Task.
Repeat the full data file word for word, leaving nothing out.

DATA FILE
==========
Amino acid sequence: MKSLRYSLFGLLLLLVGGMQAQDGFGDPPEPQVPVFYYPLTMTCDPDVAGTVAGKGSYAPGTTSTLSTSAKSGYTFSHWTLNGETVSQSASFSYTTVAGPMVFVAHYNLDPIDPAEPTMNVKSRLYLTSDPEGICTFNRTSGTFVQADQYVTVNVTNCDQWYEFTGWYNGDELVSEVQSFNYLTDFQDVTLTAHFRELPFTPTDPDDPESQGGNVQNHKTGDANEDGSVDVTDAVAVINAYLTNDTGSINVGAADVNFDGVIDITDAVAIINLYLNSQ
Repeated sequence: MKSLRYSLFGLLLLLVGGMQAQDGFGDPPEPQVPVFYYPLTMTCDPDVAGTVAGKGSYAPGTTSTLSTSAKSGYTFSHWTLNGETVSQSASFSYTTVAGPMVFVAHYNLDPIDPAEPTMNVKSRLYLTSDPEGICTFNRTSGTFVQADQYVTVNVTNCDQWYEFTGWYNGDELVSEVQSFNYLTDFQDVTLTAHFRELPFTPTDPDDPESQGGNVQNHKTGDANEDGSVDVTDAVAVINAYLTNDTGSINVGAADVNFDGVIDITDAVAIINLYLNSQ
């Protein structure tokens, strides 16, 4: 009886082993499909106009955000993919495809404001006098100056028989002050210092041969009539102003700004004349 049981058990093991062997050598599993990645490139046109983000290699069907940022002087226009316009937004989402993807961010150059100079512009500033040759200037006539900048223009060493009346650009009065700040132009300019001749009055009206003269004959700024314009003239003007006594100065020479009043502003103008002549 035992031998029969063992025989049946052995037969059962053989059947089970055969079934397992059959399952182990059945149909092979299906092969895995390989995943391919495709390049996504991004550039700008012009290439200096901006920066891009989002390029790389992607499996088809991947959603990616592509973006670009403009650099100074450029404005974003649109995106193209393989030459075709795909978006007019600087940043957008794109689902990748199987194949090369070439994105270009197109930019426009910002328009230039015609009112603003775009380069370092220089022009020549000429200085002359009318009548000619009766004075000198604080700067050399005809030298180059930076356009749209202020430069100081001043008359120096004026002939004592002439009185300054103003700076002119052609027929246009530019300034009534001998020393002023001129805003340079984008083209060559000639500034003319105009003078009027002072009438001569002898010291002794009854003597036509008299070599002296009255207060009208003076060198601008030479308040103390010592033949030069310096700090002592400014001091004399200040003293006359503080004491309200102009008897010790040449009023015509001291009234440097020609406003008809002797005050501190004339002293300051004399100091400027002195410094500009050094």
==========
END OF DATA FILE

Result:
Amino acid sequence: MKSLRYSLFGLLLLLVGGMQAQDGFGDPPEPQVPVFYYPLTMTCDPDVAGTVAGKGSYAPGTTSTLSTSAKSGYTFSHWTLNGETVSQSASFSYTTVAGPMVFVAHYNLDPIDPAEPTMNVKSRLYLTSDPEGICTFNRTSGTFVQADQYVTVNVTNCDQWYEFTGWYNGDELVSEVQSFNYLTDFQDVTLTAHFRELPFTPTDPDDPESQGGNVQNHKTGDANEDGSVDVTDAVAVINAYLTNDTGSINVGAADVNFDGVIDITDAVAIINLYLNSQ
Repeated sequence: MKSLRYSLFGLLLLLVGGMQAQDGFGDPPEPQVPVFYYPLTMTCDPDVAGTVAGKGSYAPGTTSTLSTSAKSGYTFSHWTLNGETVSQSASFSYTTVAGPMVFVAHYNLDPIDPAEPTMNVKSRLYLTSDPEGICTFNRTSGTFVQADQYVTVNVTNCDQWYEFTGWYNGDELVSEVQSFNYLTDFQDVTLTAHFRELPFTPTDPDDPESQGGNVQNHKTGDANEDGSVDVTDAVAVINAYLTNDTGSINVGAADVNFDGVIDITDAVAIINLYLNSQ
């Protein structure tokens, strides 16, 4: 009886082993499909106009955000993919495809404001006098100056028989002050210092041969009539102003700004004349 049981058990093991062997050598599993990645490139046109983000290699069907940022002087226009316009937004989402993807961010150059100079512009500033040759200037006539900048223009060493009346650009009065700040132009300019001749009055009206003269004959700024314009003239003007006594100065020479009043502003103008002549 035992031998029969063992025989049946052995037969059962053989059947089970055969079934397992059959399952182990059945149909092979299906092969895995390989995943391919495709390049996504991004550039700008012009290439200096901006920066891009989002390029790389992607499996088809991947959603990616592509973006670009403009650099100074450029404005974003649109995106193209393989030459075709795909978006007019600087940043957008794109689902990748199987194949090369070439994105270009197109930019426009910002328009230039015609009112603003775009380069370092220089022009020549000429200085002359009318009548000619009766004075000198604080700067050399005809030298180059930076356009749209202020430069100081001043008359120096004026002939004592002439009185300054103003700076002119052609027929246009530019300034009534001998020393002023001129805003340079984008083209060559000639500034003319105009003078009027002072009438001569002898010291002794009854003597036509008299070599002296009255207060009208003076060198601008030479308040103390010592033949030069310096700090002592400014001091004399200040003293006359503080004491309200102009008897010790040449009023015509001291009234440097020609406003008809002797005050501190004339002293300051004399100091400027002195410094500009050094």